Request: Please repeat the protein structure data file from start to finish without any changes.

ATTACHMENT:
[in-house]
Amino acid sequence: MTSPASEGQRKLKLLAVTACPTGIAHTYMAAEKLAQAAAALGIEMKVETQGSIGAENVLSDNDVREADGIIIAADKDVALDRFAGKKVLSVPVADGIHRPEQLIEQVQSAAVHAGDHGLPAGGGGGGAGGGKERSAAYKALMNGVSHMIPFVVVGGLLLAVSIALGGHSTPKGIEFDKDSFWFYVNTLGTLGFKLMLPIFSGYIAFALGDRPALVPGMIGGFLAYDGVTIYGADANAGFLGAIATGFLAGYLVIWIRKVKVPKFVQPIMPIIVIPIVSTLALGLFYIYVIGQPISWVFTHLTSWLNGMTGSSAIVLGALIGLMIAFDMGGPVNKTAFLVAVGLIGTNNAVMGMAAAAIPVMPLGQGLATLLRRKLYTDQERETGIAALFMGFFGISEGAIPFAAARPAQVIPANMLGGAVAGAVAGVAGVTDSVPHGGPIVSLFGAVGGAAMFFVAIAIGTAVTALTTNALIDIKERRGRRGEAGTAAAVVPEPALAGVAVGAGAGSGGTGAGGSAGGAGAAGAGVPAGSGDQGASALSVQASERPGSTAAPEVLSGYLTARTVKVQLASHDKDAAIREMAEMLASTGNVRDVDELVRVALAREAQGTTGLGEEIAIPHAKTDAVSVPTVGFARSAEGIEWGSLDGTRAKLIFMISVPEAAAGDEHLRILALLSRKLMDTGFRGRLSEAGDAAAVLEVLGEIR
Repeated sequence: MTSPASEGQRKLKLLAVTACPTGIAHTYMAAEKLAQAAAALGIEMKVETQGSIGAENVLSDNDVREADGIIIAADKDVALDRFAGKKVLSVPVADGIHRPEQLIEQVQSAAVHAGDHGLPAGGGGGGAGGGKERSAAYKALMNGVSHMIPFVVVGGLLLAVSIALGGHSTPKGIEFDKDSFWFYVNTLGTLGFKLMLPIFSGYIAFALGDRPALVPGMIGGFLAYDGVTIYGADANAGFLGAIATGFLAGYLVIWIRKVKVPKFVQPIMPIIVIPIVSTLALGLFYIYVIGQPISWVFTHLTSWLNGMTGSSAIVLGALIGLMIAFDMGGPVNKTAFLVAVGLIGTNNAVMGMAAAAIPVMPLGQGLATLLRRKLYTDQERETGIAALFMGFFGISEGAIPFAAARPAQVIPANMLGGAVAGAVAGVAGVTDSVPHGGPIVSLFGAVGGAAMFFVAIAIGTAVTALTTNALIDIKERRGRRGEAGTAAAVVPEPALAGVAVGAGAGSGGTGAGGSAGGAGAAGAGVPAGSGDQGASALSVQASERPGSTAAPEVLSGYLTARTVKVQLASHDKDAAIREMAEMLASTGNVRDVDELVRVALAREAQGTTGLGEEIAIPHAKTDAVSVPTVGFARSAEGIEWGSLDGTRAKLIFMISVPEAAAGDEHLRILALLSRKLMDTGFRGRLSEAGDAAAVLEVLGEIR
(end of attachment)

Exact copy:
[in-house]
Amino acid sequence: MTSPASEGQRKLKLLAVTACPTGIAHTYMAAEKLAQAAAALGIEMKVETQGSIGAENVLSDNDVREADGIIIAADKDVALDRFAGKKVLSVPVADGIHRPEQLIEQVQSAAVHAGDHGLPAGGGGGGAGGGKERSAAYKALMNGVSHMIPFVVVGGLLLAVSIALGGHSTPKGIEFDKDSFWFYVNTLGTLGFKLMLPIFSGYIAFALGDRPALVPGMIGGFLAYDGVTIYGADANAGFLGAIATGFLAGYLVIWIRKVKVPKFVQPIMPIIVIPIVSTLALGLFYIYVIGQPISWVFTHLTSWLNGMTGSSAIVLGALIGLMIAFDMGGPVNKTAFLVAVGLIGTNNAVMGMAAAAIPVMPLGQGLATLLRRKLYTDQERETGIAALFMGFFGISEGAIPFAAARPAQVIPANMLGGAVAGAVAGVAGVTDSVPHGGPIVSLFGAVGGAAMFFVAIAIGTAVTALTTNALIDIKERRGRRGEAGTAAAVVPEPALAGVAVGAGAGSGGTGAGGSAGGAGAAGAGVPAGSGDQGASALSVQASERPGSTAAPEVLSGYLTARTVKVQLASHDKDAAIREMAEMLASTGNVRDVDELVRVALAREAQGTTGLGEEIAIPHAKTDAVSVPTVGFARSAEGIEWGSLDGTRAKLIFMISVPEAAAGDEHLRILALLSRKLMDTGFRGRLSEAGDAAAVLEVLGEIR
Repeated sequence: MTSPASEGQRKLKLLAVTACPTGIAHTYMAAEKLAQAAAALGIEMKVETQGSIGAENVLSDNDVREADGIIIAADKDVALDRFAGKKVLSVPVADGIHRPEQLIEQVQSAAVHAGDHGLPAGGGGGGAGGGKERSAAYKALMNGVSHMIPFVVVGGLLLAVSIALGGHSTPKGIEFDKDSFWFYVNTLGTLGFKLMLPIFSGYIAFALGDRPALVPGMIGGFLAYDGVTIYGADANAGFLGAIATGFLAGYLVIWIRKVKVPKFVQPIMPIIVIPIVSTLALGLFYIYVIGQPISWVFTHLTSWLNGMTGSSAIVLGALIGLMIAFDMGGPVNKTAFLVAVGLIGTNNAVMGMAAAAIPVMPLGQGLATLLRRKLYTDQERETGIAALFMGFFGISEGAIPFAAARPAQVIPANMLGGAVAGAVAGVAGVTDSVPHGGPIVSLFGAVGGAAMFFVAIAIGTAVTALTTNALIDIKERRGRRGEAGTAAAVVPEPALAGVAVGAGAGSGGTGAGGSAGGAGAAGAGVPAGSGDQGASALSVQASERPGSTAAPEVLSGYLTARTVKVQLASHDKDAAIREMAEMLASTGNVRDVDELVRVALAREAQGTTGLGEEIAIPHAKTDAVSVPTVGFARSAEGIEWGSLDGTRAKLIFMISVPEAAAGDEHLRILALLSRKLMDTGFRGRLSEAGDAAAVLEVLGEIR